The November election has prompted more states than usual to reach out the Department of Homeland Security (DHS) for cybersecurity services pertaining to voting systems.
About 10 states have reached out to DHS’s Office of Cybersecurity and Communications (CS&C) to ask questions and provide feedback on its cybersecurity services, according to Neil Jenkins, director of the Enterprise Performance Management Office (EMPO) at DHS. He said there has been an uptick in outreach because of the impending election.
Among other services, CS&C offers state and local voting authorities Cyber Hygiene (CH) checks, which scan for configuration errors and vulnerabilities. Agencies that use this free service receive a report on their CH every two weeks. CS&C also provides Risk and Vulnerability Assessments (RVA), which involve DHS teams coming into a state or local election office and showing how their system can be exploited. Geoff Hale, Cybersecurity Strategist for EMPO, cautioned that RVAs are offered on a first-come, first-served basis. “We want you to know about the local resources available to you and the incident responders that can help you in the event of a catastrophe,” Hale said.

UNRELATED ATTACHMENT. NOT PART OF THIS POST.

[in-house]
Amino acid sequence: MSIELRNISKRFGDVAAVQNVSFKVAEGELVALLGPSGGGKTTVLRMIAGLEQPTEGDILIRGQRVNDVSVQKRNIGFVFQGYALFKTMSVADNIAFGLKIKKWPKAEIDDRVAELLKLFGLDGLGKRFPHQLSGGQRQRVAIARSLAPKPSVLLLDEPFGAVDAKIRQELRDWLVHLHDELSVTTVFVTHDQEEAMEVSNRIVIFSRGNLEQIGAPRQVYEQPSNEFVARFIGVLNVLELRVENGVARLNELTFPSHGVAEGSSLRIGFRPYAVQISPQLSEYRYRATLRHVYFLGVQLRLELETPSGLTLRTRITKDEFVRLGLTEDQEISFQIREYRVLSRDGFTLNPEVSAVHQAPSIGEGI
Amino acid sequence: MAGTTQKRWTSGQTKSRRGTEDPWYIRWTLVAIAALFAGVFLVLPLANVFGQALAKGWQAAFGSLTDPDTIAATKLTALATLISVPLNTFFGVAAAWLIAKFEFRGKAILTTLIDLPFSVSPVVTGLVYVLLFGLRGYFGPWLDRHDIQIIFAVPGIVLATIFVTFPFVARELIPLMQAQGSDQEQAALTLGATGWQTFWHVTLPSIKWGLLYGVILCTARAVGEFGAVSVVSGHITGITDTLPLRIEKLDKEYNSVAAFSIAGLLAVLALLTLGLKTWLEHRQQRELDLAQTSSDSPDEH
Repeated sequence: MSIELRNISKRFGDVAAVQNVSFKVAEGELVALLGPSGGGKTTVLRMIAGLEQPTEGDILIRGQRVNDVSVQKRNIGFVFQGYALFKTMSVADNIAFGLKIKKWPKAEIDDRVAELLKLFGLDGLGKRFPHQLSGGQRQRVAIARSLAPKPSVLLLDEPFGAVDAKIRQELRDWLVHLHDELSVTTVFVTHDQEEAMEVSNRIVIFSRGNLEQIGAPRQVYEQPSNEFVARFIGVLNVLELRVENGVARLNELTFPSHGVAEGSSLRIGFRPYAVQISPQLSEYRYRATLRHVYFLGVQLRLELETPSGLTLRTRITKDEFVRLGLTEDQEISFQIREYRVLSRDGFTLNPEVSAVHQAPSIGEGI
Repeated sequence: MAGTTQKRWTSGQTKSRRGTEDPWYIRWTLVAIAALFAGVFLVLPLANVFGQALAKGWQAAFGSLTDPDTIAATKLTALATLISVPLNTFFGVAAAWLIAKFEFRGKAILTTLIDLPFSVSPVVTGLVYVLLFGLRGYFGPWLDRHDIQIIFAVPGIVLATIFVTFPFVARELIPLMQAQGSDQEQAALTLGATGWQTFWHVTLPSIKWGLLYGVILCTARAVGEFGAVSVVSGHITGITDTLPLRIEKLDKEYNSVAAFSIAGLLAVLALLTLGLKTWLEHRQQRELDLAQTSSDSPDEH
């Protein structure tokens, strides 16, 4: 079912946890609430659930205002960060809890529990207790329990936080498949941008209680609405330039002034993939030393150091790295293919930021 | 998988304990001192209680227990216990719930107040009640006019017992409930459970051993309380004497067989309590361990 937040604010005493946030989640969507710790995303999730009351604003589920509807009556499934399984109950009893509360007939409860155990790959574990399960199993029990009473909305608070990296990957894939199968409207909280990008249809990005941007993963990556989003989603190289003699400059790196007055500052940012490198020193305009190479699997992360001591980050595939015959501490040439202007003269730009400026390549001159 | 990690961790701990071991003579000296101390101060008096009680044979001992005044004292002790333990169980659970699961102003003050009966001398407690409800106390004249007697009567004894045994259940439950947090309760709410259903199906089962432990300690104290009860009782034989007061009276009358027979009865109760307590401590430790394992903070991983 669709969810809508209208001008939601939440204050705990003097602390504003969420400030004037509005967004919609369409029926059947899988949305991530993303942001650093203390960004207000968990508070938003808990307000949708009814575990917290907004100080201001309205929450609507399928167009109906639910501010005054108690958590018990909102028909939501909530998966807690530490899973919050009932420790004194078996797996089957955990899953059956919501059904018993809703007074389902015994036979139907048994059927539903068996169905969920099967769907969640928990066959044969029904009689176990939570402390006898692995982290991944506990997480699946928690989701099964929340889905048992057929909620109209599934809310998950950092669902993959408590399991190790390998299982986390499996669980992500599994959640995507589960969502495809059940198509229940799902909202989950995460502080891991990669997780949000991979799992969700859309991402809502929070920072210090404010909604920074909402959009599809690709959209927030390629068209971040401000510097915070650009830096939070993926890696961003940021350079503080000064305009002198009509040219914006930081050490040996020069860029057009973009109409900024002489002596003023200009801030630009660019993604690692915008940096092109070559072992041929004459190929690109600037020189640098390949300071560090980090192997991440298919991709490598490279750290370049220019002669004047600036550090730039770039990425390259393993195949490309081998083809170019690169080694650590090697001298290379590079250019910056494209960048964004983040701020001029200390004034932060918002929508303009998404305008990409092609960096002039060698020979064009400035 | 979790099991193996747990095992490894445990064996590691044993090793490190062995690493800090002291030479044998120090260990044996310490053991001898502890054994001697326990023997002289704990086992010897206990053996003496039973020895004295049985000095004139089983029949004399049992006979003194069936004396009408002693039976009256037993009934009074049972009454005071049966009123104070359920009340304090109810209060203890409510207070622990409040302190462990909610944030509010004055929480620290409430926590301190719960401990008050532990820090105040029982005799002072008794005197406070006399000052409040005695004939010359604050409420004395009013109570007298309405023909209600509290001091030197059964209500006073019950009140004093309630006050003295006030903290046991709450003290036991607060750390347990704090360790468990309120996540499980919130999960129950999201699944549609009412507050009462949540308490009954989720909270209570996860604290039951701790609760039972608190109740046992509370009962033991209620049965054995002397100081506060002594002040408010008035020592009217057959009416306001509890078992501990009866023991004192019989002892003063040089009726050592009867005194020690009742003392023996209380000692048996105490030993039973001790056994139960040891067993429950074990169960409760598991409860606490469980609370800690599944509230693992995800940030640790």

Hale, who spoke at the National Institute of Standards and Technology’s (NIST) Technical Guidelines Development Committee Meeting Sept. 16, said that all states are already registered to participate in the Multi-State Information Sharing and Analysis Center (MS-ISAC). Using this center, representatives from state and local governments can connect and disseminate information with one another.
Although DHS announced that election systems will not be designated as national critical infrastructure, Hale said that these cybersecurity voting services will remain available to citizens no matter what.
“I don’t think that issue affects the services we provide,” Hale said. “The secretary has had discussions and will continue to get the perspective of election officials, but this will not be taking place anytime soon and it may not be taking place at all.”